A. Admissions

H-3 trainees and externs should be admitted for the length of the training program, but for no longer than 2 years. [1] See 8 CFR 214.2(h)(9)(iii)(C)(1). H-3 visa special education exchange visitors should be admitted for the length of the training program, but for no longer than 18 months.

H-3 trainees and special education exchange visitors who respectively, have spent 2 years or 18 months in the United States, in either H-visa or L-visa classifications may not seek extension of, change of status to, or be readmitted in, either H-visa or L-visa status unless they have resided outside the United States for the previous six months. [2] See 8 CFR 214.2(h)(13)(iv).

There are limited exceptions to this rule. For example, the limitation does not apply to an H-3 nonimmigrant whose H or L status was seasonal, intermittent, or lasted for an aggregate of 6 months or less per year. [3] See 8 CFR 214.2(h)(13)(v).

Additionally, time spent as an H-4 dependent does not count against the maximum allowable periods of stay available to principals in H-3 status (or vice-versa). Thus, a foreign national who was previously granted H-4 dependent status and subsequently is granted H-3 classification, or a foreign national who was previously granted H-3 classification and subsequently is granted H-4 dependent status, may be eligible to remain in the United States for the maximum period of stay applicable to the classification.

For example, a husband and wife who come to the United States as a principal H-3 and dependent H-4 spouse may maintain status for one year, and then change status to H-4 and H-3 respectively, as long as the change of status application is properly filed before the principal H-3 has spent the maximum allowable period of stay in the United States. [4] Maintenance of H-4 status continues to be tied to the principal’s maintenance of H status. Thus, H-4 dependentsmay only maintain such status as long as the principal maintains the relevant principal H status.

B. Extensions of Stay

H-3 trainees and externs can only extend their stay if their original stay was less than 2 years, and the total period of stay, together with the extension period, does not exceed 2 years. H-3 special education exchange visitors can extend their stay in the United States only if their total period of stay does not exceed 18 months. [5] See 8 CFR 214.2(h)(15)(ii)(D).

To file for an extension, the petitioner must file another Petition for a Nonimmigrant Worker (Form I-129) and H Classification Supplement to Form I-129, fully documented in the same manner as the first petition, and also include:

A letter from the petitioner requesting an extension of status for the trainee, with an explanation of why the training has not yet been completed;

A copy of the beneficiary’s Arrival/Departure Record (Form I-94); and

A copy of the beneficiary’s first Notice of Action (Form I-797).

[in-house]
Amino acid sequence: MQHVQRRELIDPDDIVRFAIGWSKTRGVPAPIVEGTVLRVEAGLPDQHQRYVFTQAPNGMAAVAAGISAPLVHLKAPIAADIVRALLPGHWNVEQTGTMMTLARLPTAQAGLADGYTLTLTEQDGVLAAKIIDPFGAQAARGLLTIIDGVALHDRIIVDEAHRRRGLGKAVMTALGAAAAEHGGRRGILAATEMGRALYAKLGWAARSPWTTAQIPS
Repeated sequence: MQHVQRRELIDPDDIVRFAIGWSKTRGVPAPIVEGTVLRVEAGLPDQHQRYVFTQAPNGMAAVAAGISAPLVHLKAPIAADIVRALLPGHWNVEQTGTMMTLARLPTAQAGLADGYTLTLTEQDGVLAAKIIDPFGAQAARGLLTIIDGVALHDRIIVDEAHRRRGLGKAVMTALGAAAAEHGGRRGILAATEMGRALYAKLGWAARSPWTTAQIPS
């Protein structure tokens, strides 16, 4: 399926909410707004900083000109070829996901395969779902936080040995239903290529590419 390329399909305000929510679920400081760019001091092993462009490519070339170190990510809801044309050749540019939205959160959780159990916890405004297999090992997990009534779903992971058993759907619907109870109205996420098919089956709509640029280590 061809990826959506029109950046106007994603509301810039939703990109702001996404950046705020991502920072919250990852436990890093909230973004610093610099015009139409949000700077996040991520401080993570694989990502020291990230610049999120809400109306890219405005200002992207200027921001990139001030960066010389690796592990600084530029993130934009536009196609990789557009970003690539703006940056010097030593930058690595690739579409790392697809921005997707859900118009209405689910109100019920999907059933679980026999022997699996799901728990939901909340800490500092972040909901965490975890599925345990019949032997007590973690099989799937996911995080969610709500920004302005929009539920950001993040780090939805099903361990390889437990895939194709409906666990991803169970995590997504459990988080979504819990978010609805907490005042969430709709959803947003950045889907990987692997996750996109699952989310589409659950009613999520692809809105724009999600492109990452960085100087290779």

If the H-3 beneficiary has a dependent (a spouse, or unmarried child under the age of 21) in the United States, those dependents will need to submit an Application To Extend/Change Nonimmigrant Status (Form I-539).

C. Change of Status

Certain categories of nonimmigrants are eligible to change status to that of an H-3 nonimmigrant, including certain students and other temporary visa holders. [6] Certain categories generally cannot change status if they are in the United States, including nonimmigrants who entered the United States with the following visas: C, Travel without a Visa, D, K-1 or K-2, J-1, or M-1. Other nonimmigrants, such as B-1 and B-2, may change status to H-3. Such change of status requests must establish that:

The beneficiaries entered the United States legally;

The beneficiaries have never worked in the United States illegally, or otherwise violated the terms of their visa; and

The expiration date on the beneficiary’s I-94 has not passed. [7] See 8 CFR 248.1(b) for information on timely filing and maintenance of status, and circumstances when failure to file timely may be excused in the discretion of USCIS.

Footnotes


4. [^]

Maintenance of H-4 status continues to be tied to the principal’s maintenance of H status. Thus, H-4 dependents

may only maintain such status as long as the principal maintains the relevant principal H status.

6. [^]

Certain categories generally cannot change status if they are in the United States, including nonimmigrants who entered the United States with the following visas: C, Travel without a Visa, D, K-1 or K-2, J-1, or M-1. Other nonimmigrants, such as B-1 and B-2, may change status to H-3.

7. [^]

See 8 CFR 248.1(b) for information on timely filing and maintenance of status, and circumstances when failure to file timely may be excused in the discretion of USCIS.